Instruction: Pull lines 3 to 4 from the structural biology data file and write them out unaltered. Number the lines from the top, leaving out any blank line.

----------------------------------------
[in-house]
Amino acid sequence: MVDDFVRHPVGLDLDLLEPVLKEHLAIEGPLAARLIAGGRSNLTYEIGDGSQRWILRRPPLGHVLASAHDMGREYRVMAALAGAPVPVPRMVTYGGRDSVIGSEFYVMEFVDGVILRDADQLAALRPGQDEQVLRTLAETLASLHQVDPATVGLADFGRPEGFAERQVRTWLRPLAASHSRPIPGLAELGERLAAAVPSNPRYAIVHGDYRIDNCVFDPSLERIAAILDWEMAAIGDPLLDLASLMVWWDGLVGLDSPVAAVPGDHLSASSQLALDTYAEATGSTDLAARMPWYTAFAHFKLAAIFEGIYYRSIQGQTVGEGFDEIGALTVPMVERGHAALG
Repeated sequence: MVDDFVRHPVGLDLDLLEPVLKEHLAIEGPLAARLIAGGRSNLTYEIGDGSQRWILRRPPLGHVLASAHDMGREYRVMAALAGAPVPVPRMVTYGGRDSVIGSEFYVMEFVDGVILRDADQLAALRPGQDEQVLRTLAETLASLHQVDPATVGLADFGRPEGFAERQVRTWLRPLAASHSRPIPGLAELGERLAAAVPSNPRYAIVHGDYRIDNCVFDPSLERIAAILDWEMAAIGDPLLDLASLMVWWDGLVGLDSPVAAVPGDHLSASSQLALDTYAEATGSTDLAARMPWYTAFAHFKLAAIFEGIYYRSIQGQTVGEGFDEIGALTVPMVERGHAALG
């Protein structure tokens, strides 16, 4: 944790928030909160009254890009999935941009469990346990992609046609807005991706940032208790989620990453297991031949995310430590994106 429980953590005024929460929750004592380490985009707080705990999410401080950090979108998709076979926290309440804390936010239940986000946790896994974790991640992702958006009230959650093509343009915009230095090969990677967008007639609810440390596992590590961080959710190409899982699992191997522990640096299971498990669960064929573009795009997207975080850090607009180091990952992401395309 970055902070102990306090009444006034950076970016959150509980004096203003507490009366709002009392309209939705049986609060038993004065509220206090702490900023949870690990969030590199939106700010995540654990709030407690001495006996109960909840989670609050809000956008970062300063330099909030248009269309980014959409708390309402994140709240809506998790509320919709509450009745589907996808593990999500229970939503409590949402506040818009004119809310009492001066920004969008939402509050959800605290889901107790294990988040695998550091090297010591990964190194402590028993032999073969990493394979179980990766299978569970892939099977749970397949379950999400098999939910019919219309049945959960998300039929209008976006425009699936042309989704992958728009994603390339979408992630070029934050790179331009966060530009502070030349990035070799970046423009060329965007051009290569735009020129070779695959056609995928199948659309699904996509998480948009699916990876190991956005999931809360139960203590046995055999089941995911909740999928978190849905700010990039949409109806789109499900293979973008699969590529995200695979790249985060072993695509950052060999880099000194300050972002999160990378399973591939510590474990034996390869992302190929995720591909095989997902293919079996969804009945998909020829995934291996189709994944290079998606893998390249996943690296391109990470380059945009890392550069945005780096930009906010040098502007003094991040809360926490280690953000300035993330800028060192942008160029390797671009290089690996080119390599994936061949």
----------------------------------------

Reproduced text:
Repeated sequence: MVDDFVRHPVGLDLDLLEPVLKEHLAIEGPLAARLIAGGRSNLTYEIGDGSQRWILRRPPLGHVLASAHDMGREYRVMAALAGAPVPVPRMVTYGGRDSVIGSEFYVMEFVDGVILRDADQLAALRPGQDEQVLRTLAETLASLHQVDPATVGLADFGRPEGFAERQVRTWLRPLAASHSRPIPGLAELGERLAAAVPSNPRYAIVHGDYRIDNCVFDPSLERIAAILDWEMAAIGDPLLDLASLMVWWDGLVGLDSPVAAVPGDHLSASSQLALDTYAEATGSTDLAARMPWYTAFAHFKLAAIFEGIYYRSIQGQTVGEGFDEIGALTVPMVERGHAALG
């Protein structure tokens, strides 16, 4: 944790928030909160009254890009999935941009469990346990992609046609807005991706940032208790989620990453297991031949995310430590994106 429980953590005024929460929750004592380490985009707080705990999410401080950090979108998709076979926290309440804390936010239940986000946790896994974790991640992702958006009230959650093509343009915009230095090969990677967008007639609810440390596992590590961080959710190409899982699992191997522990640096299971498990669960064929573009795009997207975080850090607009180091990952992401395309 970055902070102990306090009444006034950076970016959150509980004096203003507490009366709002009392309209939705049986609060038993004065509220206090702490900023949870690990969030590199939106700010995540654990709030407690001495006996109960909840989670609050809000956008970062300063330099909030248009269309980014959409708390309402994140709240809506998790509320919709509450009745589907996808593990999500229970939503409590949402506040818009004119809310009492001066920004969008939402509050959800605290889901107790294990988040695998550091090297010591990964190194402590028993032999073969990493394979179980990766299978569970892939099977749970397949379950999400098999939910019919219309049945959960998300039929209008976006425009699936042309989704992958728009994603390339979408992630070029934050790179331009966060530009502070030349990035070799970046423009060329965007051009290569735009020129070779695959056609995928199948659309699904996509998480948009699916990876190991956005999931809360139960203590046995055999089941995911909740999928978190849905700010990039949409109806789109499900293979973008699969590529995200695979790249985060072993695509950052060999880099000194300050972002999160990378399973591939510590474990034996390869992302190929995720591909095989997902293919079996969804009945998909020829995934291996189709994944290079998606893998390249996943690296391109990470380059945009890392550069945005780096930009906010040098502007003094991040809360926490280690953000300035993330800028060192942008160029390797671009290089690996080119390599994936061949």